Atlantic Crossing Digital Consulting

Firing the sales force when the product is the problem

In the last blog post we discussed how frustrating it is for founders and investors when the first, and maybe even the second and the third push for commercialization of a software product fail. Frustrating that finding decent salespeople can be so difficult!

That observation would undoubtedly be true if the company in question was selling beer, or even a spreadsheet. The target customer has a good grasp, not only of what he or she is looking for in a product, but also of what the competitive landscape is. So if the pricing and terms are right, the sale is pretty much up to the salesperson in charge.

But that scenario is often far form the one found in smaller, innovative software development companies. They typically try to solve a problem that either hasn’t been solved before, or is currently worked around in some way. So the product may truly have “no competitors” – which most often means that the competition is “some other way of doing things.”

Great – must be an easy sale for a capable salesperson: the answer to all the prospects' prayers, and no competition. How hard could it be to find sales resources good enough for that challenge?

In reality, the challenge is often enormous. First, the salesperson most educate the prospect on the not-yet-established fact that he indeed has a problem/challenge/task that can be met in a new way. Then he must convince the prospect that it is worth solving. Then that the software company’s product will actually perform the way claimed, and that the company will still be around some years down the road. Only then, and finally, may the salesperson close the deal if the price and terms are right.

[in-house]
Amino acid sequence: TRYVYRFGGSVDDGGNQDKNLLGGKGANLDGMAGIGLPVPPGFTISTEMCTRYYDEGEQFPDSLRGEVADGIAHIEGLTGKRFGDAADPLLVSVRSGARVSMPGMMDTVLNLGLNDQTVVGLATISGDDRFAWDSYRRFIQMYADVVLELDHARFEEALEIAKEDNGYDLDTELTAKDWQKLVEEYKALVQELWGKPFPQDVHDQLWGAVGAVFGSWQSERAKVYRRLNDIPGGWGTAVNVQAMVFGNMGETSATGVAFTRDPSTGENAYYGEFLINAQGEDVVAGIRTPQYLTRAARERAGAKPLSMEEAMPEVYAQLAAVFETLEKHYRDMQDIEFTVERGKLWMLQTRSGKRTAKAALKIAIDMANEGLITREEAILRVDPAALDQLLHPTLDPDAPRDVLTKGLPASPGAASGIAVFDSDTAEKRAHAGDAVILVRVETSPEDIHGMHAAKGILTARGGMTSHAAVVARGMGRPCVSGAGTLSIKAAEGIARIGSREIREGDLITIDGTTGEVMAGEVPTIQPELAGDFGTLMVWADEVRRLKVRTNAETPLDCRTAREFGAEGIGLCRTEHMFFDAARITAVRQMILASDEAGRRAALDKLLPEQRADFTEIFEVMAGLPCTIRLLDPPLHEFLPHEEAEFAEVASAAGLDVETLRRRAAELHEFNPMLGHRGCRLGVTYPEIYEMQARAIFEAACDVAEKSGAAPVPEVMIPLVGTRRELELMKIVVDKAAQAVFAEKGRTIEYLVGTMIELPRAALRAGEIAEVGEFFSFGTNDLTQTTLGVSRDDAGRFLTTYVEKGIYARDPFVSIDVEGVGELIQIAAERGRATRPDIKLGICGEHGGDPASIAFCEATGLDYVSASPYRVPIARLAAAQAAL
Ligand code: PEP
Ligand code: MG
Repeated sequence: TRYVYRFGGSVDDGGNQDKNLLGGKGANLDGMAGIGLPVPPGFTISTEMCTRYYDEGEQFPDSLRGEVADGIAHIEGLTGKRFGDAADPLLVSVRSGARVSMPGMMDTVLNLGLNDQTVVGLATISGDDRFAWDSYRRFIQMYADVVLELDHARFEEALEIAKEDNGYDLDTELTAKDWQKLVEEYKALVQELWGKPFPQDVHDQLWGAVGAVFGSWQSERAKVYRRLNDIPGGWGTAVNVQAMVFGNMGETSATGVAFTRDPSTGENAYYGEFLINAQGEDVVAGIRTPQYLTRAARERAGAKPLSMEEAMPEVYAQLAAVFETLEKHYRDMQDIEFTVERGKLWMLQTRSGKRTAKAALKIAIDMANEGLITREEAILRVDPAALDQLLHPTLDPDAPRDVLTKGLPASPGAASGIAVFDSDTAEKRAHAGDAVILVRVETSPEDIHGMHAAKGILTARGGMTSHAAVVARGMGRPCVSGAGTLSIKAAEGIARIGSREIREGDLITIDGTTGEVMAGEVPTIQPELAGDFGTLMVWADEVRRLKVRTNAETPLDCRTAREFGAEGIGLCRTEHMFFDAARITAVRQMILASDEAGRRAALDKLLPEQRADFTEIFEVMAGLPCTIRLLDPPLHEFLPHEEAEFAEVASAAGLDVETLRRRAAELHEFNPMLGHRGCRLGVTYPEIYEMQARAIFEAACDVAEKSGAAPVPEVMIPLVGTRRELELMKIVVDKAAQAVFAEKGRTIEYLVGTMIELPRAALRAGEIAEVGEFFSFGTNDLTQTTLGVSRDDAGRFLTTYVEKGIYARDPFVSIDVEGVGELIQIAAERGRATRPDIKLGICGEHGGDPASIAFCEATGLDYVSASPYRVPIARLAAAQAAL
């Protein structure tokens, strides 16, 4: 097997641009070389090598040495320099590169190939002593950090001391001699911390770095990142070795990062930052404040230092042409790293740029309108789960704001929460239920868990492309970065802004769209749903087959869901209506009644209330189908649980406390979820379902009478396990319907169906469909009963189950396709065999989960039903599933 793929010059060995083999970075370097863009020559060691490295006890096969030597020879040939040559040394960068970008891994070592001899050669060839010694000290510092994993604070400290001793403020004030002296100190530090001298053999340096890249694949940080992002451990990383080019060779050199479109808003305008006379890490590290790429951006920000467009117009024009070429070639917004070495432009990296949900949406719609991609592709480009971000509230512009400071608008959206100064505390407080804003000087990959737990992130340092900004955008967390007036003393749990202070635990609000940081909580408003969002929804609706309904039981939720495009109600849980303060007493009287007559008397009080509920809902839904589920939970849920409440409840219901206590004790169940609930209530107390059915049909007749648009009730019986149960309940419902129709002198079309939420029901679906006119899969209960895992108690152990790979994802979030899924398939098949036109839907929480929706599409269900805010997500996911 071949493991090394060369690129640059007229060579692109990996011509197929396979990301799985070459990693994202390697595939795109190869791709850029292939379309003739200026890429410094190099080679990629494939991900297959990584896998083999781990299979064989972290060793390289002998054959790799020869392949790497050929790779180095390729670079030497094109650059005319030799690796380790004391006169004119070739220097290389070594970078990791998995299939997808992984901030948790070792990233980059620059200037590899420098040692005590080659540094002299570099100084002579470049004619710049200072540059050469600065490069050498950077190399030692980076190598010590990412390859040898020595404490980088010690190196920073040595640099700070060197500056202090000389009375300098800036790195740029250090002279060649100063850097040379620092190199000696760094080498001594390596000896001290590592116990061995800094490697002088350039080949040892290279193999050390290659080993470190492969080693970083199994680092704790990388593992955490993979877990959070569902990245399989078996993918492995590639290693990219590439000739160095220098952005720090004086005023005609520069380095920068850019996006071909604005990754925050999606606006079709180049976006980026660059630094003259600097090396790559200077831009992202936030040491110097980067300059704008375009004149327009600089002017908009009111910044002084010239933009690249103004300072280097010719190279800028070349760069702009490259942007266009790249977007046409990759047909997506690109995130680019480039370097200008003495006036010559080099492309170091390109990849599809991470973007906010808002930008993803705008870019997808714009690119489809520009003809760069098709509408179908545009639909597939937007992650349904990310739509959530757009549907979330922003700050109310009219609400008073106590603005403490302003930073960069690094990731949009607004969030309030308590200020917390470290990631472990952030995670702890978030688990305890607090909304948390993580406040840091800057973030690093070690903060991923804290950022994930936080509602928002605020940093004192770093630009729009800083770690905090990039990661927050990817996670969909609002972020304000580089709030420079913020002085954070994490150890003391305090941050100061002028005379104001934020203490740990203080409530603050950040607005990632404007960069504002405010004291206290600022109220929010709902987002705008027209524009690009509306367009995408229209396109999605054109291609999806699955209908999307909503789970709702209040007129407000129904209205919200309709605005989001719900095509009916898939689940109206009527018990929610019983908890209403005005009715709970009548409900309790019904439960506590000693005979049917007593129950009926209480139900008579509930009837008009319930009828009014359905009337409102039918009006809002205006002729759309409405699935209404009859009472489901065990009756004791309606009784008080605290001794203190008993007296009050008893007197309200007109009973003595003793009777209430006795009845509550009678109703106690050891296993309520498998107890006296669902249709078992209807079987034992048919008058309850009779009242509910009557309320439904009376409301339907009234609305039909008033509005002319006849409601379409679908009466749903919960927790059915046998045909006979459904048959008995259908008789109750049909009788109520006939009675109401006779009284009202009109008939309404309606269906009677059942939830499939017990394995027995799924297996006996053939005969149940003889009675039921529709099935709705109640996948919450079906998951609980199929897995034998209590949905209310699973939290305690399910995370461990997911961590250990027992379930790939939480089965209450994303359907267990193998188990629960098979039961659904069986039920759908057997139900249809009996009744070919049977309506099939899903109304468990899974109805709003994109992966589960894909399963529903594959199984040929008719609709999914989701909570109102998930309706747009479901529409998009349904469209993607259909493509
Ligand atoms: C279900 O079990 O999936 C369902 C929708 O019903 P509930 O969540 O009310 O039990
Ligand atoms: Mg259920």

And, all these parts of the overall challenge assume that it indeed IS a great product – otherwise, forget it…

So what are we really asking for in a “good enough” salesperson?

  1. Domain expertise in the prospect’s business to formulate and relate the challenge.
  2. Financial insight to demonstrate ROI if the problem is solved.
  3. Technical insight to understand how the product category solves the challenge.
  4. Product knowledge of the specific product to apply the relevant features, those that benefit the prospect in question, and only those, to the discussion.
  5. The visionary or “evangelical” personality skills to install confidence in the prospect.
  6. The “normal” sales skills to close a deal.

These salespeople do exist, but it’s pretty evident that they don’t grow on trees. And that they probably command a high price in the market. All still assuming that the software development company has a truly great product.

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